Business and Trade

Specific vs. General Solutions in Business

Even outside a business situation, when you’re looking for a solution to a problem you’re facing, it’s easy to run into a situation where you’re debating what would be best—a one-size-fits-all solution, or something that’s tailored exactly to the problem at hand. When phrased like this, it seems bizarre that you’d choose anything other than the latter, but it’s important to remember that with specific utility comes a lack of flexibility. General solutions are beneficial because they may be able to be applied again and again to a variety of situations, even if they don’t offer quite the same depth or level of quality that specific remedies can.

Specific to What?

Trying to decide if specific or general solutions are better is, in itself, a very general way of going about things. As always, the nature of the specific situation at hand is always going to determine what the outcome of this conundrum is going to be.

One of the first questions that you’re going to ask yourself in this regard is, what does this have to be specific to? If you’re in construction, for example, you might find that a certain material best suits some work that you have lined up, but if you find that this is the only instance of you needing this material, it might not be worth it. In this case, getting something that still applies but could also be used elsewhere might achieve a mildly less ideal result, but it could be much more economically viable due to the amount of use that you ultimately get out of the purchase.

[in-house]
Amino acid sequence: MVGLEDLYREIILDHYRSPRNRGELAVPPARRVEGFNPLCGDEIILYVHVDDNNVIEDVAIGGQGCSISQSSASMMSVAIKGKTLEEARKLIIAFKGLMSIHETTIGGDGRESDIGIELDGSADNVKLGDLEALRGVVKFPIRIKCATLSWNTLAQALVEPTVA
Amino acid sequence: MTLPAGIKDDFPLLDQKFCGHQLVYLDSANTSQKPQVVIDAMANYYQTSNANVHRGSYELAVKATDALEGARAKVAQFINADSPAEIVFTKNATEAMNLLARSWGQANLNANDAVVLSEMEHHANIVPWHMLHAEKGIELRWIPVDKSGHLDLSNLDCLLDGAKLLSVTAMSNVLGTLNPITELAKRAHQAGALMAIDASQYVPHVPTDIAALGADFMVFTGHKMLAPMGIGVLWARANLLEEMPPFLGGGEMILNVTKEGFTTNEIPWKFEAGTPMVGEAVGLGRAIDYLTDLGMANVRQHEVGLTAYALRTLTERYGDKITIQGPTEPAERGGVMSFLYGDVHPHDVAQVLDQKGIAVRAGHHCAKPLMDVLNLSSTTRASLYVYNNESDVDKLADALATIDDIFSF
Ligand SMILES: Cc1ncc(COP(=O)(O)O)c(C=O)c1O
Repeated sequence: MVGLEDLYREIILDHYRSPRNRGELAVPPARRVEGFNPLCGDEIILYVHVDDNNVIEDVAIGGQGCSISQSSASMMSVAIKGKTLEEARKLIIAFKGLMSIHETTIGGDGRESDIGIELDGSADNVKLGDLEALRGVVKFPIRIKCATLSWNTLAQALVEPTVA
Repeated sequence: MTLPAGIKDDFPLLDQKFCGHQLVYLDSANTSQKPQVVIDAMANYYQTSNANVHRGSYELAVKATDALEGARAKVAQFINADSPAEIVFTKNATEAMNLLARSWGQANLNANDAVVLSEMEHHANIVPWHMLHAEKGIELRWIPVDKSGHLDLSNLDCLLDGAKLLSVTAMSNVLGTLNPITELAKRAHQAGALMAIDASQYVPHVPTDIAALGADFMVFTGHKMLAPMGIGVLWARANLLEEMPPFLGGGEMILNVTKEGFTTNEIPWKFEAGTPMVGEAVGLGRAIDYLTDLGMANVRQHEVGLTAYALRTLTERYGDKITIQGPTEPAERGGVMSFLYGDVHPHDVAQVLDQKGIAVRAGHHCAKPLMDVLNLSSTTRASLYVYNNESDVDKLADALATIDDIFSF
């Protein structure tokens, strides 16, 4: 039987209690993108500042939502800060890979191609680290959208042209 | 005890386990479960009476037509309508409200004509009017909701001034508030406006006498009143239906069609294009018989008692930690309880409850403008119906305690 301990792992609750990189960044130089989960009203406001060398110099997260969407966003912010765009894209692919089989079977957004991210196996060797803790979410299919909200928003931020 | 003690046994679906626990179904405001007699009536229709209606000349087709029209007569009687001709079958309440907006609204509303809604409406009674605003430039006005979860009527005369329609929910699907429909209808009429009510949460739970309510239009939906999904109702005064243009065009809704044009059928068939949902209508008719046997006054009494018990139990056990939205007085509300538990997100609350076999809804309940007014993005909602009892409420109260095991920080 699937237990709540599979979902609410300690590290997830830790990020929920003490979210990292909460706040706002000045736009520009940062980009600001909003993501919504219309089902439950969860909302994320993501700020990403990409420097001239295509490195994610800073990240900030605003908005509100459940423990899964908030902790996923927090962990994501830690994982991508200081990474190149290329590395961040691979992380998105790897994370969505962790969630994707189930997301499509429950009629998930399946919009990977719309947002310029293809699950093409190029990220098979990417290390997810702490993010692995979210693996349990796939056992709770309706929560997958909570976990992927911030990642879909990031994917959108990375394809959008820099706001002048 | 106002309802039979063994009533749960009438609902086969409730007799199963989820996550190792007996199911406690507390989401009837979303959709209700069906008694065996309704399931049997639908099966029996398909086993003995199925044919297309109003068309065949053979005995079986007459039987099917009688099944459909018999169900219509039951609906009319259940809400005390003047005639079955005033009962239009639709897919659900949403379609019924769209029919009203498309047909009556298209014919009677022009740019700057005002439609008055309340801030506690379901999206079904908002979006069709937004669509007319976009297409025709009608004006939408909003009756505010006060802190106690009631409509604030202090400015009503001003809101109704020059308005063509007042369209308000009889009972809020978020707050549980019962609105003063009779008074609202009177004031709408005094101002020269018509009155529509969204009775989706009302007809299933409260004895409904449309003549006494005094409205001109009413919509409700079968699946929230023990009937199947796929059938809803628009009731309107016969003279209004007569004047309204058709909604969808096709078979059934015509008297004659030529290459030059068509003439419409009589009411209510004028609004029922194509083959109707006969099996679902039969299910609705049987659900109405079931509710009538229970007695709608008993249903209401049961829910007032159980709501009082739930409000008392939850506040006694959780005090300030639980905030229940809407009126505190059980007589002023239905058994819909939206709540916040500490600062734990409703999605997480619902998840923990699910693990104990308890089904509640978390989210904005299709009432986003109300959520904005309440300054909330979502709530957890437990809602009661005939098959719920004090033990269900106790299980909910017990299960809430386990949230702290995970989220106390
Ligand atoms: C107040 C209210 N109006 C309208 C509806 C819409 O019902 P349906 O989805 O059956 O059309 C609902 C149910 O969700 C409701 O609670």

On the other side of the coin, you have something like professional financial services. While these are something that any business might think of procuring, think of the various financial specificities of your industry. A broad stroke might not make sense here, as such a professional might lack the expertise or knowledge that will inform you of specific taxes or situations that you might encounter. To use the same example as before, construction accounting firms might be in a much better position to help people in that industry than a more general professional could be. Thinking carefully about the nature of your situation can help you to tailor your approach accordingly, and this means balancing the pros and cons of what each option entails.

Tried and True

There’s also a more abstract nature to this than you might initially think. When you use the term “general approach”, do you mean by general that it can be applied to many different situations, or do you mean that it’s general to businesses and has been used in the past, so might apply well to your situation too? If you’re encountering a situation that’s new to you, you might not know how to go about it. In this scenario, you might look to how businesses have gone about resolving situations like it in the past and use this to inform your situation. That doesn’t mean that you have to entirely ignore the nuances of what’s specific to you, but it can help to provide you with some confidence in dealing with it.